Electronic vs. Hydraulic Power Steering: Understanding the Difference

A lot has changed with the steering system of cars from back in the day. While rotating your tires impacts steering ability by providing better traction, it does not give you as much control as the power steering system does. Almost every car you see on the road these days has power steering as standard equipment. And with the advancement of technology, automakers continue to think of new ways to give you a better driving experience. Today, we now have two types of power steering systems in electronic and hydraulic power steering.

What is Power Steering?

Power steering is a system that assists drivers in turning the steering wheel with much lesser effort. This feature adds to the comfort while driving, particularly during low-speed maneuvers such as pulling into a parking spot or turning a tight corner. Power steering is especially essential for vehicles with front engines, and most of the weight is on the front wheels.

That said, the condition of your tires can also impact steering and the overall driving experience.

Two types of power steering that modern vehicles are using today: hydraulic power steering (HPS) and electronic power steering (EPS). There’s not much difference between the two in terms of purpose, as each one can help you turn the wheel with ease. But, they do differ in how they function.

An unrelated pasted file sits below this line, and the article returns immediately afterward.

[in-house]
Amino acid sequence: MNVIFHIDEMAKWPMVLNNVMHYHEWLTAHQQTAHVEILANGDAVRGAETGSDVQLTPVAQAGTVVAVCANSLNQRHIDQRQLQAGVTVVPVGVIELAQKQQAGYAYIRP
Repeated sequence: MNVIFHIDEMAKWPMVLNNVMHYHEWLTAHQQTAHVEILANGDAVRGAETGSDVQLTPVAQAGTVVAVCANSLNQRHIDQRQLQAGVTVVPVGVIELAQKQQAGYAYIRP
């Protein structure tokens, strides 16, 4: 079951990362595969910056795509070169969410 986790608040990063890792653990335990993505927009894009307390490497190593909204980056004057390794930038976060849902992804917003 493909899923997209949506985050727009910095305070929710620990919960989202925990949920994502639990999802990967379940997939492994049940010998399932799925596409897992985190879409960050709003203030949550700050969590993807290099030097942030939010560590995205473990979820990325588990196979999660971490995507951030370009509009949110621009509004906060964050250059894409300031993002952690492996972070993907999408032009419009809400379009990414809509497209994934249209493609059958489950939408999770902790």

Hydraulic Power Steering

One of the earliest forms of power steering technology, hydraulic power steering comprises various components and parts, such as a power steering pump, drive belt, pulley, along with several hoses and a power steering fluid. It uses high-pressure fluids to help make the steering movement easier to control. But how does it work?

All the components work together to create the hydraulic power necessary to make steering a lot more comfortable. The rotary vane pump of your engine controls this hydraulic pressure by pushing out the pressure as you turn the steering wheel. The extra hydraulic fluid entering the cylinder increases the pressure, which the steering gear receives to force the wheels to move in harmony with the steering.

Pros of Hydraulic Power Steering

Better Feedback

This type of power steering offers a more authentic feel that most sports car owners would appreciate. Some of the top sports cars still have hydraulic systems installed due to their superior road control. However, regular drivers won’t be able to tell the difference in the level of performance. That said, the latest EPS systems of today now feel more intuitive and have surpassed the benefits of hydraulic systems — which is a very positive development for both cars and their drivers.


Since hydraulic steering doesn’t require as many electric parts, it is cheaper to produce, and installing this system will help automakers save more money. It is also cheaper to maintain and easier to fix.


Hydraulic systems, being around for a long time, have been perfected for superior reliability. The setup of this system allows for less friction and wear due to its reliance on hydraulic oil to transfer force. Thus, providing better lubrication for all of the components the rub together. What’s more, you can continue to steer the car even when it fails while driving.

Cons of Hydraulic Power Steering

High Power Consumption